Fractional Ownership’s Continued Evolution–Part I — Originally published in BusinessAir Magazine, February 2015, Volume 25, No. 2.
Over the past decade, there have been many critics of fractional ownership who have indicated the model doesn’t work or that the model is broken. Many predicted that the industry could not sustain itself with the original model. The four key factors critics have focused on are:
I. the same hourly rate for every flight doesn’t work,
II. too much capital is required for a core fleet to support the fractional program,
III. programs with guaranteed availability on high demand days are forced to pay too much to subcontractors for supplemental lift, and
IV. too many aircraft types in one program add unnecessary complexities.
While there has certainly been contraction in the industry with CitationShares, Avantair, Inc. and Airshare Elite no longer in business, the remaining fractional providers are changing the nature of their fleets, increasing the number of customers they service and placing large, firm aircraft orders for years to come.
Has the fractional ownership model evolved to eliminate the suggested flaws identified by critics? Were the critics wrong? Is the booming economy masking the suggested flaws? The Avantair bankruptcy demonstrated that the product offering must be priced correctly. A model where management fees are not collected for as long as the owner owns the share seems fatally flawed.
Newer providers such as XOJet and Delta PrivateJets have created modified models where some of the risks identified by the critics are avoided. For example, XOJet has found its sweet spot for certain flights such as coast-to-coast flying. One of XOJet’s more popular programs offers variable pricing depending on airport selected, day of departure and time of departure. In this program, the customer does not pay the same price for every flight, one of the traditional criticisms of the standard fractional model.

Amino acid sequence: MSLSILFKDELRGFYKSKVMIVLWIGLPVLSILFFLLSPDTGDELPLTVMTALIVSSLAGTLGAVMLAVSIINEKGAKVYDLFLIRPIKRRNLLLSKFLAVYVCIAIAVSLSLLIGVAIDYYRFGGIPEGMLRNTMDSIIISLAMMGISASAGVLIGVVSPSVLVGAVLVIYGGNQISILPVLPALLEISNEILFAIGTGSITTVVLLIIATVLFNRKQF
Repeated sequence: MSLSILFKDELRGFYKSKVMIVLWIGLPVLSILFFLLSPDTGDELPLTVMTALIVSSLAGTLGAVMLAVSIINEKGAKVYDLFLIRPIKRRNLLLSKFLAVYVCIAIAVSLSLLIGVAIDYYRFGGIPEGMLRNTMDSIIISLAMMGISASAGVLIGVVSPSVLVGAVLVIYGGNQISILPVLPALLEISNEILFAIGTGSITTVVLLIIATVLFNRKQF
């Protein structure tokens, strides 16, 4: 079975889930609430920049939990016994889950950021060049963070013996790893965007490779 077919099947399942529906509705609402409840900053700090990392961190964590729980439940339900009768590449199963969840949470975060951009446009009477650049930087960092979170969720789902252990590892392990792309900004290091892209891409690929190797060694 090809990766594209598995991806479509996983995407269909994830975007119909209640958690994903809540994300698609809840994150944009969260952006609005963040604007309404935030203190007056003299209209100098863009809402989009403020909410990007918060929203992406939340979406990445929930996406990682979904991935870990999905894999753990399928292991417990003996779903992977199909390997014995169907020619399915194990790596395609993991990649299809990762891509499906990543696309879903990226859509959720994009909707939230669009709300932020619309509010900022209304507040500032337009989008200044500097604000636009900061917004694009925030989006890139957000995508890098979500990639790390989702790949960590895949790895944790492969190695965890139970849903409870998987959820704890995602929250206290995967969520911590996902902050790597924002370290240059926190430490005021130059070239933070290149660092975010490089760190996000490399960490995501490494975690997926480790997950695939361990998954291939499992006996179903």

Delta PrivateJets has created a hybrid ownership program with its “Ownership Assist” option. With this program, an owner purchases a whole aircraft, thus taking capital requirements for a core fleet away from the provider, and then leases the aircraft to Delta PrivateJets. The owner can use its own aircraft for a certain number of hours a year and generate a lease stream to help offset ownership costs. This is a twist on the more traditional fractional model, allowing Delta PrivateJets to avoid the capital outlay and the depreciation risks.
With the Directional Aviation Capital purchase of Flexjet from Bombardier and the closure of Cessna’s CitationShares, we’ve seen a shift away from manufacturer-owned fractional programs. It made no sense for a manufacturer to compete with one of its largest potential customers.
The ownership change has allowed Flexjet to offer more than one manufacturer’s products, so they have announced a significant order of Gulfstream aircraft. Flexjet has also reconsidered having the same hourly rate for all flights. They now offer a long-haul credit for flights over 2.5 hours on certain aircraft types. This encourages fractional owners to fly the longer flights with their fractional provider instead of selecting a charter company for such a flight, which would be less expensive under the charter model in many instances.
In addition to Flexjet, Directional Aviation Capital also owns Flight Options, Sentient Jet Cards and Sentient Jet Charter. This gives them the opportunity to service all of their clients’ needs by leveraging all of their product offerings. Directional also recognizes the opportunity to reduce costs by consolidating key functions within their various brands, and they are currently starting to put those consolidations into place.
In Part II of this series (click here to read), additional programs will be considered along with factors which are necessary to assess before entering into any program.
Please contact Amanda Applegate at 877-237-5398 or firstname.lastname@example.org.